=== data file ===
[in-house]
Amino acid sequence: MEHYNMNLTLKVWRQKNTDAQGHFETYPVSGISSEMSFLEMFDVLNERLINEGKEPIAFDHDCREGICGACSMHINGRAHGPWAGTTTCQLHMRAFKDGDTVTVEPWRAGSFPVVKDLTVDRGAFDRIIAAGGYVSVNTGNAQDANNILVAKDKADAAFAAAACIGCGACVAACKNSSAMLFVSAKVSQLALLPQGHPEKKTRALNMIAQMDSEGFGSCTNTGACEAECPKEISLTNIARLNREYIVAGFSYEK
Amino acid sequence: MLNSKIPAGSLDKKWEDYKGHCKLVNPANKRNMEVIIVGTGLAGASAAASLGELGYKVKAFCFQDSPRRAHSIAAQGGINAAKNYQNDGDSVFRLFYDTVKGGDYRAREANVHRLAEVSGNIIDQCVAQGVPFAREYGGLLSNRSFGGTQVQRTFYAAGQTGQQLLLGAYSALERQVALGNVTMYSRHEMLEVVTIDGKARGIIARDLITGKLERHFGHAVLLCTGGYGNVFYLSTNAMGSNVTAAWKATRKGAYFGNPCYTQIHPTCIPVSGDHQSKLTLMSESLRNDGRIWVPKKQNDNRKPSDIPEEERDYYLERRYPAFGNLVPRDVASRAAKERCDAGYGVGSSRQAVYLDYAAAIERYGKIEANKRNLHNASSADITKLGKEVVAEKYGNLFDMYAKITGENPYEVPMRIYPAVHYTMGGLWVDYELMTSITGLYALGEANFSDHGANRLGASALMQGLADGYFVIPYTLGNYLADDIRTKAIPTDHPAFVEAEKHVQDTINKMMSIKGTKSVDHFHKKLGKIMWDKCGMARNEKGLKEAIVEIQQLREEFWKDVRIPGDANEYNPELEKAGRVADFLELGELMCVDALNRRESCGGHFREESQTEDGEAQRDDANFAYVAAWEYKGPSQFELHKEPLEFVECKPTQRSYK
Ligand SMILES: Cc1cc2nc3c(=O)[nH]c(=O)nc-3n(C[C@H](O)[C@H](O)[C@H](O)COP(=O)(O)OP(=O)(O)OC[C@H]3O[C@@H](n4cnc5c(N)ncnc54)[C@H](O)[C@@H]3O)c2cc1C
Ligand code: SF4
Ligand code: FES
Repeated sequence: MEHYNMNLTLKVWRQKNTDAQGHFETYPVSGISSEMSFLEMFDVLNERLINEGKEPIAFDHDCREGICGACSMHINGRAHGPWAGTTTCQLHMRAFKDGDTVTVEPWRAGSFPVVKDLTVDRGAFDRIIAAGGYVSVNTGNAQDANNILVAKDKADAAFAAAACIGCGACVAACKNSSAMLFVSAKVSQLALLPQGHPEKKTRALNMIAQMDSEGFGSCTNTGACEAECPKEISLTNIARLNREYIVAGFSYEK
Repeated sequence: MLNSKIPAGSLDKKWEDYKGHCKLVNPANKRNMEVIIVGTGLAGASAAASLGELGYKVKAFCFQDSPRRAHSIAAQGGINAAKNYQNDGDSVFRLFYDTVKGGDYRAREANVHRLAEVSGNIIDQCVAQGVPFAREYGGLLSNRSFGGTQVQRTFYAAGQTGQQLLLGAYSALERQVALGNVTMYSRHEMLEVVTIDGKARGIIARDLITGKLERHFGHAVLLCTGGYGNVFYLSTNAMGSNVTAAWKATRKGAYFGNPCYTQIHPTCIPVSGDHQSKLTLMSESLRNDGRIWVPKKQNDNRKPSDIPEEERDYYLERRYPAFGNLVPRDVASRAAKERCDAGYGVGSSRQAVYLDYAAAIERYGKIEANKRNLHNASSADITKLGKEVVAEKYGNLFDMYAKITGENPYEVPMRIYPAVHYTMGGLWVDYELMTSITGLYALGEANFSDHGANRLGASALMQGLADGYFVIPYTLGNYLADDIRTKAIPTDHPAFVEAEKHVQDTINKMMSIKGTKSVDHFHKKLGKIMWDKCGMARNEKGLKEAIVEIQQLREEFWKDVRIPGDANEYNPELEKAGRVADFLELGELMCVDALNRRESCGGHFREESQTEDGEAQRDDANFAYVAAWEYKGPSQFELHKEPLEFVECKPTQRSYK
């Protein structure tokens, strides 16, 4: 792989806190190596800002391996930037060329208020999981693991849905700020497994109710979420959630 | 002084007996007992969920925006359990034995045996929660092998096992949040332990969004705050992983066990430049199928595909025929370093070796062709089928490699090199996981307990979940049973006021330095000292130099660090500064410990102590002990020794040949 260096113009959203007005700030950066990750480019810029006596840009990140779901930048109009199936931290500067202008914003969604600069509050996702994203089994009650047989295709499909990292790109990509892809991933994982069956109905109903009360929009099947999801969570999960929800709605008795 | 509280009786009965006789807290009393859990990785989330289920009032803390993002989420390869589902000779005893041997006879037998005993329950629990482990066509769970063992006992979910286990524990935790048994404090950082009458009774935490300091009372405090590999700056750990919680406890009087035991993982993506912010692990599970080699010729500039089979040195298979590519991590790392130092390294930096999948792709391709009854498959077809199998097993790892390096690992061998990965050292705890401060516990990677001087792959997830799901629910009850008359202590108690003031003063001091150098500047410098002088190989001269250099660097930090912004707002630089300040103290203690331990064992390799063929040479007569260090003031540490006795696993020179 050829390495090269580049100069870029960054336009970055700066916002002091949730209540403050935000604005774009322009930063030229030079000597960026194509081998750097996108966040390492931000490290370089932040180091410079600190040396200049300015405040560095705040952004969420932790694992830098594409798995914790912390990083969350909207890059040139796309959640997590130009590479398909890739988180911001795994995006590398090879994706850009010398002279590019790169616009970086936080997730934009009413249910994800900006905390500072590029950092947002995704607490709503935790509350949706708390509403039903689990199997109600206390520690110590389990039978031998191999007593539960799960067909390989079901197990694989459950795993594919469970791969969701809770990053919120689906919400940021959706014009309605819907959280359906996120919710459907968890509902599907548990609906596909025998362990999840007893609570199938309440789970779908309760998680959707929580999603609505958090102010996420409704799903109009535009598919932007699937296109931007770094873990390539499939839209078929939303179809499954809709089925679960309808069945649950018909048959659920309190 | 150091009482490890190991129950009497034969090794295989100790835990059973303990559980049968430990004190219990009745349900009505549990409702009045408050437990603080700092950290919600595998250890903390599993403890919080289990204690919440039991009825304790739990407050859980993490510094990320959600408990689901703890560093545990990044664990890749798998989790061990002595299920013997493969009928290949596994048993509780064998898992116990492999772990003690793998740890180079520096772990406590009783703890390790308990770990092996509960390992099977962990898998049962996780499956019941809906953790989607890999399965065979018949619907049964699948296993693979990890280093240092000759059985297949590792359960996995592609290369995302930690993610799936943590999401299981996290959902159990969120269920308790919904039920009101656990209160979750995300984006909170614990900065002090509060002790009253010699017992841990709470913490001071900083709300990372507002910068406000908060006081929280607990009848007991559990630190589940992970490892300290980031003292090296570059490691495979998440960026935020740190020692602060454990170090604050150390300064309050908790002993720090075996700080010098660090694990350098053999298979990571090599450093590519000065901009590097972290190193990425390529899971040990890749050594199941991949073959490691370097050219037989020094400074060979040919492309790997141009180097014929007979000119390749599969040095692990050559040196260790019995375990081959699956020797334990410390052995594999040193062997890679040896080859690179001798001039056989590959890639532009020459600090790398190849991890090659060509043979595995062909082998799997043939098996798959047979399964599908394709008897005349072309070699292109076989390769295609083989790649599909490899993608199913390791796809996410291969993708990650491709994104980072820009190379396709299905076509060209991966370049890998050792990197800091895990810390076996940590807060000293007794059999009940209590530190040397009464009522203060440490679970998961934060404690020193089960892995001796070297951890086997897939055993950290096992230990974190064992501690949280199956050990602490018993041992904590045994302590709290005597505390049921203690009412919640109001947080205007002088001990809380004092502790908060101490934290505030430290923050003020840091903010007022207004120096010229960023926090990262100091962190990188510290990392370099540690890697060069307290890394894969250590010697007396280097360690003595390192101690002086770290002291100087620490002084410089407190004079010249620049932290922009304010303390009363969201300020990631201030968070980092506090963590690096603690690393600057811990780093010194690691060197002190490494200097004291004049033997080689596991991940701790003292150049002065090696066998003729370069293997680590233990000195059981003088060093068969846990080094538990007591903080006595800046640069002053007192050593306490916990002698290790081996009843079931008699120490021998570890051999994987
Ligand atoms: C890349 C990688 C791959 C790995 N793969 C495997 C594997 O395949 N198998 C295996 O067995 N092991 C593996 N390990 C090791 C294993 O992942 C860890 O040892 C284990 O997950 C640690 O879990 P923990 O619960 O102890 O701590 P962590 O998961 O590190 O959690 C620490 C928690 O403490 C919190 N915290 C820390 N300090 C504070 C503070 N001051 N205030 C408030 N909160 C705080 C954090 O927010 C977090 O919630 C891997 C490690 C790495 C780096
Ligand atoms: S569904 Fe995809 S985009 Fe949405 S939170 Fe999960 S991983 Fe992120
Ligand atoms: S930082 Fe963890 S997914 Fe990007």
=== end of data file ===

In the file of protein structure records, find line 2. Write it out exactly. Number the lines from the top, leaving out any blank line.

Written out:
Amino acid sequence: MEHYNMNLTLKVWRQKNTDAQGHFETYPVSGISSEMSFLEMFDVLNERLINEGKEPIAFDHDCREGICGACSMHINGRAHGPWAGTTTCQLHMRAFKDGDTVTVEPWRAGSFPVVKDLTVDRGAFDRIIAAGGYVSVNTGNAQDANNILVAKDKADAAFAAAACIGCGACVAACKNSSAMLFVSAKVSQLALLPQGHPEKKTRALNMIAQMDSEGFGSCTNTGACEAECPKEISLTNIARLNREYIVAGFSYEK